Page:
5 Reasons Why Reading Is Important

You probably already know that reading is pretty important. But can you actually say why? If you’re having trouble coming up with more than three solid reasons, you’re hardly alone.

According to a 2019 article published by Pew Research Center, 27% of adults said they hadn’t read a book in the past year, up from 19% in 2011. One of the chief factors behind this worrying statistic is a lack of information on the importance of regular reading. 

In this comprehensive guide, we explore why reading should be a crucial part of your daily routine. Read on to discover the five key reasons for reading every day:

  • It’s a great exercise for the brain
  • It broadens your vocabulary
  • It reduces the likelihood of age-related cognitive decline
  • It improves overall mental health
  • It prepares you for a good night’s sleep

1. Exercise Your Mind

Have you ever heard the old saying, “The mind is a muscle”? Obviously, that isn’t true.

However, there are real similarities between how the two work. Usually, when you work out, you subject your muscles to different kinds of loads. This activity causes them to grow and become much more powerful than before. Much in the same way, regular reading is the exercise your brain needs to grow stronger.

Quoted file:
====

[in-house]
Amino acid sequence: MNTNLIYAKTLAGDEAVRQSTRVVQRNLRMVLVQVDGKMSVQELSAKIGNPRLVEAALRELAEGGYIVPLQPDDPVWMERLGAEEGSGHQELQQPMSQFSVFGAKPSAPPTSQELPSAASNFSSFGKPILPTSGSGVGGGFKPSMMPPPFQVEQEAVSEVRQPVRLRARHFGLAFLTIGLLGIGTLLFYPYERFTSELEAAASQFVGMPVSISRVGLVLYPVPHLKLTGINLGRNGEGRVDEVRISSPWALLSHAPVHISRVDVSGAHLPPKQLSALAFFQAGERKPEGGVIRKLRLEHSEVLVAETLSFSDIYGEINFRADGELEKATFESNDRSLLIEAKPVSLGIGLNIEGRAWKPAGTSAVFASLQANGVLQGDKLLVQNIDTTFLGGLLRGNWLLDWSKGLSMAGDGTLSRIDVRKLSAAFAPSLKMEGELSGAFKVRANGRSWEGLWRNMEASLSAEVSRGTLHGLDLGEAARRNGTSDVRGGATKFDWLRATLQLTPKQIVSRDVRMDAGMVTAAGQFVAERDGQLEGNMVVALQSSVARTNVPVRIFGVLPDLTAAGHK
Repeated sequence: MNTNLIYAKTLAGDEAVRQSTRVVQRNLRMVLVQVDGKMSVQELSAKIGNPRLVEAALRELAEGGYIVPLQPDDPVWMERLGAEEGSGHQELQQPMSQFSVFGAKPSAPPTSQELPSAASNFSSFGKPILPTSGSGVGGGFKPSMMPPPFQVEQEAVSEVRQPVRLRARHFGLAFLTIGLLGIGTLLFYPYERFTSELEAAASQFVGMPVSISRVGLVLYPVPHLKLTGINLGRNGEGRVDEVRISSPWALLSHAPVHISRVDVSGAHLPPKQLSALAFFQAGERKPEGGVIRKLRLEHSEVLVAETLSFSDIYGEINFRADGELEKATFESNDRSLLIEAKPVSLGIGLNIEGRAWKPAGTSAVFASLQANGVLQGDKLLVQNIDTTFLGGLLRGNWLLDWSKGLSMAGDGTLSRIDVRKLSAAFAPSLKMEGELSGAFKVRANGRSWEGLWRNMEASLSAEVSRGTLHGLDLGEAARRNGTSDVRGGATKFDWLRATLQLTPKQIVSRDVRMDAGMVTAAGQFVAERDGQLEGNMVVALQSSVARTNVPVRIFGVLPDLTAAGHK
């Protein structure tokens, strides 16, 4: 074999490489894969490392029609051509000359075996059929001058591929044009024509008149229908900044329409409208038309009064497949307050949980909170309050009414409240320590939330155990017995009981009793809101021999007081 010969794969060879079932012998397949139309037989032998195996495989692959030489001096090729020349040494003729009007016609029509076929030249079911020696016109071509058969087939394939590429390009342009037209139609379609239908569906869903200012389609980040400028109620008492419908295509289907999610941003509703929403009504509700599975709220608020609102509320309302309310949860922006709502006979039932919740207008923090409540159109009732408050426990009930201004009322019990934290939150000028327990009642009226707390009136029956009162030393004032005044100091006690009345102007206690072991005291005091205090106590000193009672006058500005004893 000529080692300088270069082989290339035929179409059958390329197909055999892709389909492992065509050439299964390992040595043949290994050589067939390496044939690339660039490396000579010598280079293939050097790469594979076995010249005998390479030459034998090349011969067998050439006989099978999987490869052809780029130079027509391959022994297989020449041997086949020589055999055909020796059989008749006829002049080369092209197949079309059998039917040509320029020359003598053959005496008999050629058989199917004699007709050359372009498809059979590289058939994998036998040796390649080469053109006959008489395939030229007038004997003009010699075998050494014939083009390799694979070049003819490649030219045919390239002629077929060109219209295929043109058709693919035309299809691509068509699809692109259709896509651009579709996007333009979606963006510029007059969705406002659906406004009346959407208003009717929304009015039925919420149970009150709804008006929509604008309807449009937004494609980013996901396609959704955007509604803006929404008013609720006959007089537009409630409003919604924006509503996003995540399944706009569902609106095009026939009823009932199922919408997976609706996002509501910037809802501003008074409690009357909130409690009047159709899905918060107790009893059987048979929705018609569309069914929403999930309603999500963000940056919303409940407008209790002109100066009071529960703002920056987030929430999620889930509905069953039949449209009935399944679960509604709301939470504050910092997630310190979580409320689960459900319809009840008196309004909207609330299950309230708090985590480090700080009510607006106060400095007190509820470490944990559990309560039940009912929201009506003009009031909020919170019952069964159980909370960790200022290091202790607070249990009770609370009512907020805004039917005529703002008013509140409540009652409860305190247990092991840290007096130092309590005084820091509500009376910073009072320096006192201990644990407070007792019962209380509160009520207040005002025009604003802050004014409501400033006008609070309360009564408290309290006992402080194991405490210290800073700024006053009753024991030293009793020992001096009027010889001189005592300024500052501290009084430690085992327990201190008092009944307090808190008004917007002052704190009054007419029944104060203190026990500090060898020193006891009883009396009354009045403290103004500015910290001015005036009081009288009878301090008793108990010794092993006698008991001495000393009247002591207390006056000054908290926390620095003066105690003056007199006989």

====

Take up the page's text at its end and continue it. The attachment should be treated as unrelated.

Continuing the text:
Beyond merely enabling you to learn new facts, reading frequently actually changes your mind quite literally. What’s more, a growing number of studies suggest that this heightened mental sharpness has both short and long-term benefits.

In 2013, the National Institutes of Health conducted a study to investigate the short and long-term impact of a novel on brain activity. Using functional MRI (Magnetic Resonance Imaging) scans, the researchers discovered that increased brain connectivity lasted for up to 9 days after reading the novel “Pompeii.”

Since reading engages complex networks and signals within the brain, these networks become more developed the more you read. This effect is most prominent in the area of the brain that reacts to physical sensations.

2. Expand Your Vocabulary

When reading, it’s common to come across a few words you’ve never heard before. Naturally, you’d have to look them up either in the dictionary or using Google to find their meanings. But is there more to learning new words than simply satisfying your curiosity?

Perhaps you’re familiar with the Biblical verse Matthew 13:12, “Whoever has will be given more, and they will have an abundance. Whoever does not have, even what they have will be taken away from them.”